The double bombing was the first in an Israeli city since late November when 11 people were killed in an attack on a bus in Jerusalem.

Fatah, whose al-Aqsa Brigades militia claimed responsibility for a wave of bomb attacks last year, has officially called a halt to the targeting of Israeli civilians in side Israel.

The talks in Cairo are an attempt by Fatah to persuade Hamas to sign up to a ceasefire as part of a political strategy that would revive the authority of Mr Arafat's Palestinian Authority. There were hopes that Islamic Jihad could also be brought on board.

Suicide Bombers Kill At Least 19


TEL AVIV (Jan. 5) - Two Palestinian suicide bombers killed at least 19 people and injured more than 100 in back-to-back explosions in a crowded district of downtown Tel Aviv on Sunday, Israeli emergency services and police said.

The blasts tore through the old bus station and nearby pedestrian mall two minutes apart, leaving bodies strewn about, shops in ruins and people fleeing in panic in an area frequented by foreign workers in Israel's largest city.

It was the first such attack for six weeks in Israel and came in the approach to a January 28 general election at a time when security is paramount to many Israelis more than two years into a Palestinian uprising for statehood.

On November 21 a young militant blew himself up and killed 11 people on a bus in a Jerusalem suburb.

Sunday's carnage followed threats of revenge by Palestinian militant groups for a surge in killings of their comrades in Israeli army raids in the West Bank last week and a spate of punitive demolitions of houses belonging to militant families.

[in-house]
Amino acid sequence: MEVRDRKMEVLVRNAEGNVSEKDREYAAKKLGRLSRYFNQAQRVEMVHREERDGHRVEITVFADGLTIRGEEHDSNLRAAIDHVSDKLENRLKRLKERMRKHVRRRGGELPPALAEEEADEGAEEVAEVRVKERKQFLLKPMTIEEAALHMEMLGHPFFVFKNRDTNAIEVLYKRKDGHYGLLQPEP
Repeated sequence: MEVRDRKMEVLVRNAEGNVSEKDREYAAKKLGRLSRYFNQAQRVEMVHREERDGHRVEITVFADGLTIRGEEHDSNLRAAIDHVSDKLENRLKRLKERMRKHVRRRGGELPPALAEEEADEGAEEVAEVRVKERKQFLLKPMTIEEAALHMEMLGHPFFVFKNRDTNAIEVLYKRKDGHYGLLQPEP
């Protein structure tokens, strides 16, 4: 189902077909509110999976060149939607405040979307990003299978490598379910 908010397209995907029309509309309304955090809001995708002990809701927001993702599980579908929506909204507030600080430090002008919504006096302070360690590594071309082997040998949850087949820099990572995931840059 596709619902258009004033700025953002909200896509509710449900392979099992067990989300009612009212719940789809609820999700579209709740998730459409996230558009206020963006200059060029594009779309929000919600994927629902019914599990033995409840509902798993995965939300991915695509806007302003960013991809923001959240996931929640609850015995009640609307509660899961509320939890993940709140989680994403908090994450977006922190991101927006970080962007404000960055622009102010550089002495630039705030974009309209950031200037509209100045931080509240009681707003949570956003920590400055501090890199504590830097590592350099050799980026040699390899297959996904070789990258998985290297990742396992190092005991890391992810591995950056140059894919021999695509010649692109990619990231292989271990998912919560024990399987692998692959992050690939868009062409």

U.S. officials have been calling on both sides in the intractable conflict for restraint to help Washington prepare the ground in the Middle East for a possible war to disarm Iraq.

At least 102 people were wounded -- some seriously but some just in shock -- when one suicide bomber struck the teeming mall area and the second the old bus station 500 feet away, police in the Mediterranean coastal city said.

The ground was coated with pieces of flesh together with nuts, bolts and ball bearings -- the lethal projectiles usually packed into bombs used by suicide militants in the uprising.

"We had a double explosion, two suicide bombers blowing themselves up in tandem. The time difference was very close," national police spokesman Gil Kleiman said on the scene.

"From the extent of the damage on the scene...they were very strong explosive devices. In each case metal fragments were added to the explosives to increase the amount of death."


A Lebanon-based television station said it had received a claim of responsibility from the Palestinian militant group Islamic Jihad.

The Palestinian Authority under Yasser Arafat condemned the attack as "terrorist," rejecting blame again hurled at it by Israel's rightwing-led government.